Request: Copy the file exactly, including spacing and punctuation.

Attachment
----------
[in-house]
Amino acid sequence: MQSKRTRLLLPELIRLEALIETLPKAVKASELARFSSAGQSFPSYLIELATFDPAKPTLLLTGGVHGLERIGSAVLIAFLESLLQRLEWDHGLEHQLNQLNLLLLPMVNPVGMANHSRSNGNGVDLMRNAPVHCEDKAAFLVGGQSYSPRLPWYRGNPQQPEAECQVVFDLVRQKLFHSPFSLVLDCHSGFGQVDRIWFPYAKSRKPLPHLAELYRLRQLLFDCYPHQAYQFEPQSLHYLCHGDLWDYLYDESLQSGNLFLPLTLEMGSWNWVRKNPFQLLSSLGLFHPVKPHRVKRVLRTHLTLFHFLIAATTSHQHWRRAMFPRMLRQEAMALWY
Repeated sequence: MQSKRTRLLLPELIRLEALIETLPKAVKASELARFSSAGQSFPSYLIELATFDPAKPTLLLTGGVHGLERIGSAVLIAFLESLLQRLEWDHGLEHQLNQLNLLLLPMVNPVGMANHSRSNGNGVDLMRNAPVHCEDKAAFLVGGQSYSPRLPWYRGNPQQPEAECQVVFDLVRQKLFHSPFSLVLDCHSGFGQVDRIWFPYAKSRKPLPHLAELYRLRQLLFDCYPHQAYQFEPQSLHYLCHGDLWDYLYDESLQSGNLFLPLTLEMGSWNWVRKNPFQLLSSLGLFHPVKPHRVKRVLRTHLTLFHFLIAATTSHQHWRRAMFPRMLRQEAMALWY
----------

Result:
[in-house]
Amino acid sequence: MQSKRTRLLLPELIRLEALIETLPKAVKASELARFSSAGQSFPSYLIELATFDPAKPTLLLTGGVHGLERIGSAVLIAFLESLLQRLEWDHGLEHQLNQLNLLLLPMVNPVGMANHSRSNGNGVDLMRNAPVHCEDKAAFLVGGQSYSPRLPWYRGNPQQPEAECQVVFDLVRQKLFHSPFSLVLDCHSGFGQVDRIWFPYAKSRKPLPHLAELYRLRQLLFDCYPHQAYQFEPQSLHYLCHGDLWDYLYDESLQSGNLFLPLTLEMGSWNWVRKNPFQLLSSLGLFHPVKPHRVKRVLRTHLTLFHFLIAATTSHQHWRRAMFPRMLRQEAMALWY
Repeated sequence: MQSKRTRLLLPELIRLEALIETLPKAVKASELARFSSAGQSFPSYLIELATFDPAKPTLLLTGGVHGLERIGSAVLIAFLESLLQRLEWDHGLEHQLNQLNLLLLPMVNPVGMANHSRSNGNGVDLMRNAPVHCEDKAAFLVGGQSYSPRLPWYRGNPQQPEAECQVVFDLVRQKLFHSPFSLVLDCHSGFGQVDRIWFPYAKSRKPLPHLAELYRLRQLLFDCYPHQAYQFEPQSLHYLCHGDLWDYLYDESLQSGNLFLPLTLEMGSWNWVRKNPFQLLSSLGLFHPVKPHRVKRVLRTHLTLFHFLIAATTSHQHWRRAMFPRMLRQEAMALWY